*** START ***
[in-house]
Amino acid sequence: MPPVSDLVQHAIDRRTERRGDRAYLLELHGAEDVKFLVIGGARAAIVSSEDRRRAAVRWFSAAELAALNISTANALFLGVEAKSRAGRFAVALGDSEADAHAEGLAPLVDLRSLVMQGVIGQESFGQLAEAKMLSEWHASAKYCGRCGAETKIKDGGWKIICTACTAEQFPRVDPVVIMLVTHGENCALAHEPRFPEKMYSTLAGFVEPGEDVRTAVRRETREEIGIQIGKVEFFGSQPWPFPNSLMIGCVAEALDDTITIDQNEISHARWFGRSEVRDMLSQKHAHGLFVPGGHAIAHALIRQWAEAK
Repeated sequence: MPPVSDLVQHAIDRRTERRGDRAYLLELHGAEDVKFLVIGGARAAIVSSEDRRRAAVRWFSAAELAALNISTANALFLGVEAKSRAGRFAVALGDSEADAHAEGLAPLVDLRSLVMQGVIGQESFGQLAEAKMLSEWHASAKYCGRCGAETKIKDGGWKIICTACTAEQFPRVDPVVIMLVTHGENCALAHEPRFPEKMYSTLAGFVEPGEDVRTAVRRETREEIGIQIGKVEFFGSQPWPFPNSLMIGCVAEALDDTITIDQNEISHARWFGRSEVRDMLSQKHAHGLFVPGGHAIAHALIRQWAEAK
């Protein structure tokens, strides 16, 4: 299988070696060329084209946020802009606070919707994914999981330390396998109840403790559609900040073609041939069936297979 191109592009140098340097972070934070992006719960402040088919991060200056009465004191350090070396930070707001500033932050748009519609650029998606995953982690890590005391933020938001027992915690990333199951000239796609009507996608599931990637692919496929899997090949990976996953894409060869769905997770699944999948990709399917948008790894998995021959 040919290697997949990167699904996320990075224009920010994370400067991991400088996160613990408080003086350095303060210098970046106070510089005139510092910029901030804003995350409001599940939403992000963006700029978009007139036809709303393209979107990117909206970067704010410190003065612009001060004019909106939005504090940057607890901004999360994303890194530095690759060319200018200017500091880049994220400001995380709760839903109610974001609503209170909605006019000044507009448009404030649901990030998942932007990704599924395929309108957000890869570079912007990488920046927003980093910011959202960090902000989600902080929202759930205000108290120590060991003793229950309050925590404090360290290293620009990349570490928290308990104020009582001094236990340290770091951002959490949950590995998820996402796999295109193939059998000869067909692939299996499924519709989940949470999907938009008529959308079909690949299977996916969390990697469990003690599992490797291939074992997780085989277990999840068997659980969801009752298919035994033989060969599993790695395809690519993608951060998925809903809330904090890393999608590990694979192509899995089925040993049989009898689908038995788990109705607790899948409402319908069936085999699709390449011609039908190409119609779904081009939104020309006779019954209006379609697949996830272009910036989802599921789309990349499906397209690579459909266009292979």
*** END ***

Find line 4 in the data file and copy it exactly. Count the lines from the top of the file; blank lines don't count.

């Protein structure tokens, strides 16, 4: 299988070696060329084209946020802009606070919707994914999981330390396998109840403790559609900040073609041939069936297979 191109592009140098340097972070934070992006719960402040088919991060200056009465004191350090070396930070707001500033932050748009519609650029998606995953982690890590005391933020938001027992915690990333199951000239796609009507996608599931990637692919496929899997090949990976996953894409060869769905997770699944999948990709399917948008790894998995021959 040919290697997949990167699904996320990075224009920010994370400067991991400088996160613990408080003086350095303060210098970046106070510089005139510092910029901030804003995350409001599940939403992000963006700029978009007139036809709303393209979107990117909206970067704010410190003065612009001060004019909106939005504090940057607890901004999360994303890194530095690759060319200018200017500091880049994220400001995380709760839903109610974001609503209170909605006019000044507009448009404030649901990030998942932007990704599924395929309108957000890869570079912007990488920046927003980093910011959202960090902000989600902080929202759930205000108290120590060991003793229950309050925590404090360290290293620009990349570490928290308990104020009582001094236990340290770091951002959490949950590995998820996402796999295109193939059998000869067909692939299996499924519709989940949470999907938009008529959308079909690949299977996916969390990697469990003690599992490797291939074992997780085989277990999840068997659980969801009752298919035994033989060969599993790695395809690519993608951060998925809903809330904090890393999608590990694979192509899995089925040993049989009898689908038995788990109705607790899948409402319908069936085999699709390449011609039908190409119609779904081009939104020309006779019954209006379609697949996830272009910036989802599921789309990349499906397209690579459909266009292979």